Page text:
Fraudster leaves prison
Fraudster Michael Andrew Swann was driven from Christchurch Men's Prison today by his future employer - the man who sent a threatening letter to the Parole Board.
Swann, 51, was wearing sunglasses and a brown knitted jersey as he left the prison shortly after 9am.
He has been paroled to live with Christchurch businessman Alasdair Cassels at his Governors Bay property, which is worth about $1.35 million.
The home has an indoor pool and harbour views and is surrounded by a vineyard.
Cassels is a director and majority shareholder of Cassels & Sons Brewery and owns the Woolston Tannery complex.
Cassels has said that he offered Swann "a lifeline" after the Parole Board ruled that another proposed address was unsuitable.
Cassels first met Swann many years ago, but did not consider him a close friend.
Swann will work for a Christchurch company doing engineering and biotech work.
Earlier this year, his future boss sent a letter to the Parole Board to take and fund judicial review proceedings if Swann did not receive a favourable outcome.
The letter represented "an extraordinary turn of events" as the board prepared to deliver a decision on whether Swann was to be paroled.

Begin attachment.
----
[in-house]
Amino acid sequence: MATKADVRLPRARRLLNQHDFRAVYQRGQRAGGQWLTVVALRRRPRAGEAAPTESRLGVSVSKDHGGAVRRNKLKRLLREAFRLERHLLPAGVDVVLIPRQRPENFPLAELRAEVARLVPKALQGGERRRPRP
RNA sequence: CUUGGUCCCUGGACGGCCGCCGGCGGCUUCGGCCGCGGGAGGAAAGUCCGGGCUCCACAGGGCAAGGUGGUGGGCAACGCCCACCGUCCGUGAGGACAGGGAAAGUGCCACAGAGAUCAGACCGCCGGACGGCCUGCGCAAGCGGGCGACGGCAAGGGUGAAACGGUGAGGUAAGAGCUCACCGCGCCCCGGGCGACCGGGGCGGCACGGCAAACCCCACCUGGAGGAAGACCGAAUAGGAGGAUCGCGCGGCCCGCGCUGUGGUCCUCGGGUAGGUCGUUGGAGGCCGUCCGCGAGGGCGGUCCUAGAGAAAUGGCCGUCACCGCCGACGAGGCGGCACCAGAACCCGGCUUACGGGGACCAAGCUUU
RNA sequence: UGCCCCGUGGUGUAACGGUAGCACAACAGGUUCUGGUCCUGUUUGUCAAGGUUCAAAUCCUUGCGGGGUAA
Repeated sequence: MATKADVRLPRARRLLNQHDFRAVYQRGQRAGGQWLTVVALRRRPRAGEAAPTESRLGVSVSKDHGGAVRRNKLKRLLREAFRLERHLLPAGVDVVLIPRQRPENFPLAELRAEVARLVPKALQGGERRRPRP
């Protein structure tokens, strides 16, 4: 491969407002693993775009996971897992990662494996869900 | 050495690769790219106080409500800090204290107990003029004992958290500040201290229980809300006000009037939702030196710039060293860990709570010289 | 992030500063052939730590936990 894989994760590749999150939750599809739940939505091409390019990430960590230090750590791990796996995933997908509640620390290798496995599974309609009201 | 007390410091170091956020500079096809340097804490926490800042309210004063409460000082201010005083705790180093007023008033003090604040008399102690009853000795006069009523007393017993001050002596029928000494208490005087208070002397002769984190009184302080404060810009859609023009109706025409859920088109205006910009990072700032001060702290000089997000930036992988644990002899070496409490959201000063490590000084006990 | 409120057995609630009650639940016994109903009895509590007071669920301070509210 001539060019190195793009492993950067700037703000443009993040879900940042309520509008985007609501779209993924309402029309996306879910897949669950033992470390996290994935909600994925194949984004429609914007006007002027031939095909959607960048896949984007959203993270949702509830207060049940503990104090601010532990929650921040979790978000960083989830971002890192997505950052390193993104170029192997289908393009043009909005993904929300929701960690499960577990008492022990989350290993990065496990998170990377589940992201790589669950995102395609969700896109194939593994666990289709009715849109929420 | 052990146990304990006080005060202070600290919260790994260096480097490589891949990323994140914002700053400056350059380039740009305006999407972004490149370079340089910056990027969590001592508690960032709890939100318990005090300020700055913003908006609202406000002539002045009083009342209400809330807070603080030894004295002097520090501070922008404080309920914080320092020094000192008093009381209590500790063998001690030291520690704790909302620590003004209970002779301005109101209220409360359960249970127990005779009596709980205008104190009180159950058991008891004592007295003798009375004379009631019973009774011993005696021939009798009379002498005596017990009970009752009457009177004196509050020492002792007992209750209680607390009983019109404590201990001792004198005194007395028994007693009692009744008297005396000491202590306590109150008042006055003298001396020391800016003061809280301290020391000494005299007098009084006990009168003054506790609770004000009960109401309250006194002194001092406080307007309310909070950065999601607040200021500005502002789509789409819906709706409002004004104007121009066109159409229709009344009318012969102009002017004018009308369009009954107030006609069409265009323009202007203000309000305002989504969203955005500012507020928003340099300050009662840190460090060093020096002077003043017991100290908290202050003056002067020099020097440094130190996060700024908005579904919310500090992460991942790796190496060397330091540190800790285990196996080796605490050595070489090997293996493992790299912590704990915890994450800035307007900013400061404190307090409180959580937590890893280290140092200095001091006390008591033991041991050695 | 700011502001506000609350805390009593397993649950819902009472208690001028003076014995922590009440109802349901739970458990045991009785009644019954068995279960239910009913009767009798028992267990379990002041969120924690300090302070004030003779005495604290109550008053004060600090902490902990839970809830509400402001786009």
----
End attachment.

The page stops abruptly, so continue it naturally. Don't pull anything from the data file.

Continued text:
Swann and his associate, Kerry Harford, were found guilty in 2008 of defrauding the then Otago District Health Board of about $16.9m by invoicing the board for bogus computer-related services.
He was ordered to repay the Crown $9.5m.
The Ministry of Business, Innovation and Employment said only $3.2m had been recovered.
Swann has acknowledged it is unlikely he will be able to repay the sum in full.
Swann, the health board's information technology manager at the time, was sentenced to nine and a half years' jail, with a non-parole period of four and a half years.
A Corrections spokeswoman confirmed Swann was released from prison this morning.